Roger Moore Live And Let Die

The very sad loss of Sir Roger Moore (1927-2017) has been keenly felt across the movie world and especially amongst Bond fans. His passing has led to a number of tribute articles in the media on his Bond films, including serialisation in the Daily Mail of his book (co-written with Gareth Owen) My Word is My Bond (2008).

But what is sometimes forgotten is that Roger started writing about his time as Bond almost from day one. In fact, he kept a day-by-day diary on his debut 007 movie, Live and Let Die (1973), and this diary was published in the same year as a paperback by Pan Books in the UK, under the title Roger Moore as James Bond – Roger Moore’s own account of filming Live and Let Die.

Long out of print, this book is still well worth a read, and provides fascinating insights on Roger’s early days as 007. The JBIFC recalls some of the reflections given in Roger’s diary on his experiences of becoming James Bond and on the early stages of making his first 007 film.

Becoming Bond, James Bond

Roger’s appointment as 007 was first made ‘official’ on 1st August, 1972, when a press conference was held at the Dorchester Hotel, in central London, where the new James Bond was photographed alongside the EON producers Albert R. ‘Cubby’ Broccoli and Harry Saltzman.

Saltzman, who had pushed strongly for Roger to be offered the role of Bond, had agreed to be the production’s main executive contact (with Broccoli fulfilling the same function on the next Bond film). The shooting schedule on the new movie was to be tight: principal photography on Live and Let Die was scheduled to begin in October, 1972, with a release date planned for June, 1973 (in the end, the movie received its Royal premiere at the Odeon, Leicester Square, on 5th July, 1973).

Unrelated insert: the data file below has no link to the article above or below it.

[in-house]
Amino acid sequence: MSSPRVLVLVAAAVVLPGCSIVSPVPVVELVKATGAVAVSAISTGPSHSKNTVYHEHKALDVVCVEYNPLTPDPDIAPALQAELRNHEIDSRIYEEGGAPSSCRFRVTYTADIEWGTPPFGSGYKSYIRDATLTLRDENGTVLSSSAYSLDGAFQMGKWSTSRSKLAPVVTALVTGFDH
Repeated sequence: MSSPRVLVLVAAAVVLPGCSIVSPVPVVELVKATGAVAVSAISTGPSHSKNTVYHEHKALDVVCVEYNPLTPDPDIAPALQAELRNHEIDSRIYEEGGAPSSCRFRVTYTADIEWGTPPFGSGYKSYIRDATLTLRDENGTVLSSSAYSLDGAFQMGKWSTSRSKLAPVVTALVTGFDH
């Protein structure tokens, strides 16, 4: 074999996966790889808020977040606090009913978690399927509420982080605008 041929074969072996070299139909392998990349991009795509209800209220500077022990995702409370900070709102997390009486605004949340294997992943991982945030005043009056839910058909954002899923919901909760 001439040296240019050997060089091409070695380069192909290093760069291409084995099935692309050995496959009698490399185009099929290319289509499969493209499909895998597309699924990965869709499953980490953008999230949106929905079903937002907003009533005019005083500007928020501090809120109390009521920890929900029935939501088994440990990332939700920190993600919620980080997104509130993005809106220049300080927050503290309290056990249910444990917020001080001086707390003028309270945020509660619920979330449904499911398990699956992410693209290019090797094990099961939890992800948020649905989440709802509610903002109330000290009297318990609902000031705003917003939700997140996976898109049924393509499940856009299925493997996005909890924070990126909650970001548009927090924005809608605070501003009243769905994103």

According to the diary, when Roger Moore first knew he was going to be Bond, 007 co-producer Harry Saltzman said it must be kept ‘top secret’. The producer was keen for the new man to meet director Guy Hamilton, but well away from the EON office, where they would not be seen. Roger recalled: ‘We met at Scott’s in Mayfair, in true Bond-style, over a dozen oysters and martinis. I confessed to Guy that in reading the script I could only ever hear Sean’s voice saying: “My name is Bond”… Guy said: “Look, Sean was Sean and you are you and that is how it is going to be” ‘.

Bond Begins

Roger’s diary also revealed that, on the night before the first day of shooting on Live and Let Die (on location in the USA), Roger had slipped a note under Guy Hamilton’s door saying: ‘Good luck for the following day and do break a leg. If I don’t do what I am told you have my full permission to kick me up the backside’. On the first day of filming, after his early morning work-out, Roger found a little envelope had been pushed under his door in return. It was a note from Hamilton on French Quarter Inn notepaper. It was headed ‘Dawn. D-Day’ and, according to Roger, it read: ‘Into battle and very encouraged by your kind note. Here’s good fortune to us all. As ever, Guy’.

The first day of filming on Live and Let Die (LALD) was in fact highly memorable: Roger and the crew were shooting part of the boat-chase sequence about 30 miles outside New Orleans, in a backwater bayou. At one point, Roger said he had ‘a nasty moment’ when, on a sharp bend, ‘my boat headed for the camera boat with Guy and about fifteen people sitting in it’. He managed to come round on the wheel and pull away at the last moment: ‘I fully expected Guy to bawl at me when I got back, but he was very nice and said: “Great, great” ‘.

Bond’s Boats

Roger also recalled that, for the LALD speedboat chase, Hamilton had assembled ‘a small armada’ of high speed motor-boats, together with a small army of seasoned stunt veterans, the latter recruited from both Hollywood and the cream of the film-stunt profession in England. But the director was initially doubtful whether any of scriptwriter Tom Mankiewicz’s ambitious ideas could actually be filmed without killing half of all the stuntmen off! Nevertheless, a combination of Hamilton’s unflappable personality and the sheer guts of many of the stuntmen working on LALD produced some extraordinary results on the screen. As Roger noted, one stuntman, Jerry Comeaux, even set a world record at the time when he took his boat 110 ft (33.5m) over a road.